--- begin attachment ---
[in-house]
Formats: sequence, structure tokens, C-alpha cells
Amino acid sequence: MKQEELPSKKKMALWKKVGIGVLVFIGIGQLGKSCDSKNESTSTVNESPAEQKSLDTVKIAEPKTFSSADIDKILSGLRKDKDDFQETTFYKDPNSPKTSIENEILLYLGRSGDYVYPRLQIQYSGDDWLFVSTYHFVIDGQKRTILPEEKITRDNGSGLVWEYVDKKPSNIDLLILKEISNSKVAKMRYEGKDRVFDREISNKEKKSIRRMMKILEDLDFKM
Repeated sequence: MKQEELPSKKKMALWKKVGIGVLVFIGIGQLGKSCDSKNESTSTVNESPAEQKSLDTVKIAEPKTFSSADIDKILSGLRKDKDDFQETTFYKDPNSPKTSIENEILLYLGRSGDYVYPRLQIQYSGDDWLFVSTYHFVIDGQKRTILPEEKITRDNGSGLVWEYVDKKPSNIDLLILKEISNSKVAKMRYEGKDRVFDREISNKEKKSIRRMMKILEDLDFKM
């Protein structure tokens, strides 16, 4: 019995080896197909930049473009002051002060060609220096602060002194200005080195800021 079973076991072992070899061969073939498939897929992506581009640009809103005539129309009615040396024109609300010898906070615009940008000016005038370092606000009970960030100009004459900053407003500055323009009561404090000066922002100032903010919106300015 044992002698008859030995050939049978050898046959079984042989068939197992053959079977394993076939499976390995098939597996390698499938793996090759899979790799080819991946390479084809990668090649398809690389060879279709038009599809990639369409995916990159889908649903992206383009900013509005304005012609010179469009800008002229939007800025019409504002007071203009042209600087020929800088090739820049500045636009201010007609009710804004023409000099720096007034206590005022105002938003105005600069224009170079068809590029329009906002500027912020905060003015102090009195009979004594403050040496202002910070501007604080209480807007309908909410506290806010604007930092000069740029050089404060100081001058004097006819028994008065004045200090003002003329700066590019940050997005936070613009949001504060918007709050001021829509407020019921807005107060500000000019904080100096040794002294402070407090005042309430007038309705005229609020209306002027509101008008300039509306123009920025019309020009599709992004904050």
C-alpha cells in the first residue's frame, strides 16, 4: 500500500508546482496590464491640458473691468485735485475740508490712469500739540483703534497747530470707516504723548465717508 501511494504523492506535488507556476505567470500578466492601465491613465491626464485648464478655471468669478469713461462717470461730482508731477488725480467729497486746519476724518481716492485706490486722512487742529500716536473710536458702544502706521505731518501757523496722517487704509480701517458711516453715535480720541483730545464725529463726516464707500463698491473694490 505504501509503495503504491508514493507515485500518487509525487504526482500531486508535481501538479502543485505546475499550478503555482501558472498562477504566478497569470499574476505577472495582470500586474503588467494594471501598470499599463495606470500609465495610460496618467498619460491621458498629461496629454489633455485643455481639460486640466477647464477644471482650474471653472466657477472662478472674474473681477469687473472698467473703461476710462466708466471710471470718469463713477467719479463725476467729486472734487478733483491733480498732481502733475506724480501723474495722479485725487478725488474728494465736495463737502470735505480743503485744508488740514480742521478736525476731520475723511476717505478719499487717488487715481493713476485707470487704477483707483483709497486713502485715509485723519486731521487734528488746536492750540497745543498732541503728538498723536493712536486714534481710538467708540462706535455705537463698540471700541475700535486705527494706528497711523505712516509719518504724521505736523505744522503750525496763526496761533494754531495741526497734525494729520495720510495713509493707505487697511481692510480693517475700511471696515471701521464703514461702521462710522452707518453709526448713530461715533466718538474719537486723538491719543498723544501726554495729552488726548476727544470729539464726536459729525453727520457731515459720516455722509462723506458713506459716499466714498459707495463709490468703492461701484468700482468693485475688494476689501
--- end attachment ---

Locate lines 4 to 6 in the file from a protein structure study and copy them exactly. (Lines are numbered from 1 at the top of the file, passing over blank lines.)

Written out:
Repeated sequence: MKQEELPSKKKMALWKKVGIGVLVFIGIGQLGKSCDSKNESTSTVNESPAEQKSLDTVKIAEPKTFSSADIDKILSGLRKDKDDFQETTFYKDPNSPKTSIENEILLYLGRSGDYVYPRLQIQYSGDDWLFVSTYHFVIDGQKRTILPEEKITRDNGSGLVWEYVDKKPSNIDLLILKEISNSKVAKMRYEGKDRVFDREISNKEKKSIRRMMKILEDLDFKM
């Protein structure tokens, strides 16, 4: 019995080896197909930049473009002051002060060609220096602060002194200005080195800021 079973076991072992070899061969073939498939897929992506581009640009809103005539129309009615040396024109609300010898906070615009940008000016005038370092606000009970960030100009004459900053407003500055323009009561404090000066922002100032903010919106300015 044992002698008859030995050939049978050898046959079984042989068939197992053959079977394993076939499976390995098939597996390698499938793996090759899979790799080819991946390479084809990668090649398809690389060879279709038009599809990639369409995916990159889908649903992206383009900013509005304005012609010179469009800008002229939007800025019409504002007071203009042209600087020929800088090739820049500045636009201010007609009710804004023409000099720096007034206590005022105002938003105005600069224009170079068809590029329009906002500027912020905060003015102090009195009979004594403050040496202002910070501007604080209480807007309908909410506290806010604007930092000069740029050089404060100081001058004097006819028994008065004045200090003002003329700066590019940050997005936070613009949001504060918007709050001021829509407020019921807005107060500000000019904080100096040794002294402070407090005042309430007038309705005229609020209306002027509101008008300039509306123009920025019309020009599709992004904050």
C-alpha cells in the first residue's frame, strides 16, 4: 500500500508546482496590464491640458473691468485735485475740508490712469500739540483703534497747530470707516504723548465717508 501511494504523492506535488507556476505567470500578466492601465491613465491626464485648464478655471468669478469713461462717470461730482508731477488725480467729497486746519476724518481716492485706490486722512487742529500716536473710536458702544502706521505731518501757523496722517487704509480701517458711516453715535480720541483730545464725529463726516464707500463698491473694490 505504501509503495503504491508514493507515485500518487509525487504526482500531486508535481501538479502543485505546475499550478503555482501558472498562477504566478497569470499574476505577472495582470500586474503588467494594471501598470499599463495606470500609465495610460496618467498619460491621458498629461496629454489633455485643455481639460486640466477647464477644471482650474471653472466657477472662478472674474473681477469687473472698467473703461476710462466708466471710471470718469463713477467719479463725476467729486472734487478733483491733480498732481502733475506724480501723474495722479485725487478725488474728494465736495463737502470735505480743503485744508488740514480742521478736525476731520475723511476717505478719499487717488487715481493713476485707470487704477483707483483709497486713502485715509485723519486731521487734528488746536492750540497745543498732541503728538498723536493712536486714534481710538467708540462706535455705537463698540471700541475700535486705527494706528497711523505712516509719518504724521505736523505744522503750525496763526496761533494754531495741526497734525494729520495720510495713509493707505487697511481692510480693517475700511471696515471701521464703514461702521462710522452707518453709526448713530461715533466718538474719537486723538491719543498723544501726554495729552488726548476727544470729539464726536459729525453727520457731515459720516455722509462723506458713506459716499466714498459707495463709490468703492461701484468700482468693485475688494476689501